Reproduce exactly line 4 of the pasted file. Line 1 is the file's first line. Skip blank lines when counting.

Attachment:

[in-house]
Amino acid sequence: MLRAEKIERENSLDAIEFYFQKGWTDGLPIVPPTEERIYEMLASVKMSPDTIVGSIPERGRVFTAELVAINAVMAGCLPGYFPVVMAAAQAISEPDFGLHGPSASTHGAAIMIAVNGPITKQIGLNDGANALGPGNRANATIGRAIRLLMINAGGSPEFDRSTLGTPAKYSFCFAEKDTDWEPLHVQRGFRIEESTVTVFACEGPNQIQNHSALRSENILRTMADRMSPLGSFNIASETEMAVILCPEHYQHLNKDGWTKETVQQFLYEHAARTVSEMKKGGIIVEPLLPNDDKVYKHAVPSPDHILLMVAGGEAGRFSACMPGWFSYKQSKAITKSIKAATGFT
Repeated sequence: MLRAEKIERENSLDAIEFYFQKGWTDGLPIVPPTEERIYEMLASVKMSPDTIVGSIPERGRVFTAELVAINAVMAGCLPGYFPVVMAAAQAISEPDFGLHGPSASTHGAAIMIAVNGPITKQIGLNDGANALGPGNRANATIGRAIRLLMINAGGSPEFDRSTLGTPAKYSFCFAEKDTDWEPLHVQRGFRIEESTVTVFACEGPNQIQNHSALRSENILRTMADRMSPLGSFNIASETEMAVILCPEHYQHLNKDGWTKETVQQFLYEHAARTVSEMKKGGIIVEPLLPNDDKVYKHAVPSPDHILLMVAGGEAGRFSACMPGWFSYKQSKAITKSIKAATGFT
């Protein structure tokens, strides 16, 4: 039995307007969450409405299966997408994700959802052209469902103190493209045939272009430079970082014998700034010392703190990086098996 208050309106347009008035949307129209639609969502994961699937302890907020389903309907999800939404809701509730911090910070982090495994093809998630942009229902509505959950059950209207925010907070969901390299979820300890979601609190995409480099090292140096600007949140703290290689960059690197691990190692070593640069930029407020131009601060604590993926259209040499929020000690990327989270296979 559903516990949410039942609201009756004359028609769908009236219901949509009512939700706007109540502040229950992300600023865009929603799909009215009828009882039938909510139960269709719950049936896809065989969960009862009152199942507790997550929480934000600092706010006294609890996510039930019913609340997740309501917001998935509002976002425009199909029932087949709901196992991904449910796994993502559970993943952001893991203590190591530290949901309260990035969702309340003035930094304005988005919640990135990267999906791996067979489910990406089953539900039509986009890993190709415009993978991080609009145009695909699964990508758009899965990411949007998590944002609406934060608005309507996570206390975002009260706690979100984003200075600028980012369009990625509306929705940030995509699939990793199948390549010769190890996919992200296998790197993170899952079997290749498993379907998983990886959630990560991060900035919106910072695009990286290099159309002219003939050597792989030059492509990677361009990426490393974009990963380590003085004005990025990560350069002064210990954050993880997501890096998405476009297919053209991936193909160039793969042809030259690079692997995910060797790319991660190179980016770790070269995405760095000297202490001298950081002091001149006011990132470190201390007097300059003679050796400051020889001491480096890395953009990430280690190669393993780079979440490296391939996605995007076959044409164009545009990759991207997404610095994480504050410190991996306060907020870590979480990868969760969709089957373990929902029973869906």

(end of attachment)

């Protein structure tokens, strides 16, 4: 039995307007969450409405299966997408994700959802052209469902103190493209045939272009430079970082014998700034010392703190990086098996 208050309106347009008035949307129209639609969502994961699937302890907020389903309907999800939404809701509730911090910070982090495994093809998630942009229902509505959950059950209207925010907070969901390299979820300890979601609190995409480099090292140096600007949140703290290689960059690197691990190692070593640069930029407020131009601060604590993926259209040499929020000690990327989270296979 559903516990949410039942609201009756004359028609769908009236219901949509009512939700706007109540502040229950992300600023865009929603799909009215009828009882039938909510139960269709719950049936896809065989969960009862009152199942507790997550929480934000600092706010006294609890996510039930019913609340997740309501917001998935509002976002425009199909029932087949709901196992991904449910796994993502559970993943952001893991203590190591530290949901309260990035969702309340003035930094304005988005919640990135990267999906791996067979489910990406089953539900039509986009890993190709415009993978991080609009145009695909699964990508758009899965990411949007998590944002609406934060608005309507996570206390975002009260706690979100984003200075600028980012369009990625509306929705940030995509699939990793199948390549010769190890996919992200296998790197993170899952079997290749498993379907998983990886959630990560991060900035919106910072695009990286290099159309002219003939050597792989030059492509990677361009990426490393974009990963380590003085004005990025990560350069002064210990954050993880997501890096998405476009297919053209991936193909160039793969042809030259690079692997995910060797790319991660190179980016770790070269995405760095000297202490001298950081002091001149006011990132470190201390007097300059003679050796400051020889001491480096890395953009990430280690190669393993780079979440490296391939996605995007076959044409164009545009990759991207997404610095994480504050410190991996306060907020870590979480990868969760969709089957373990929902029973869906």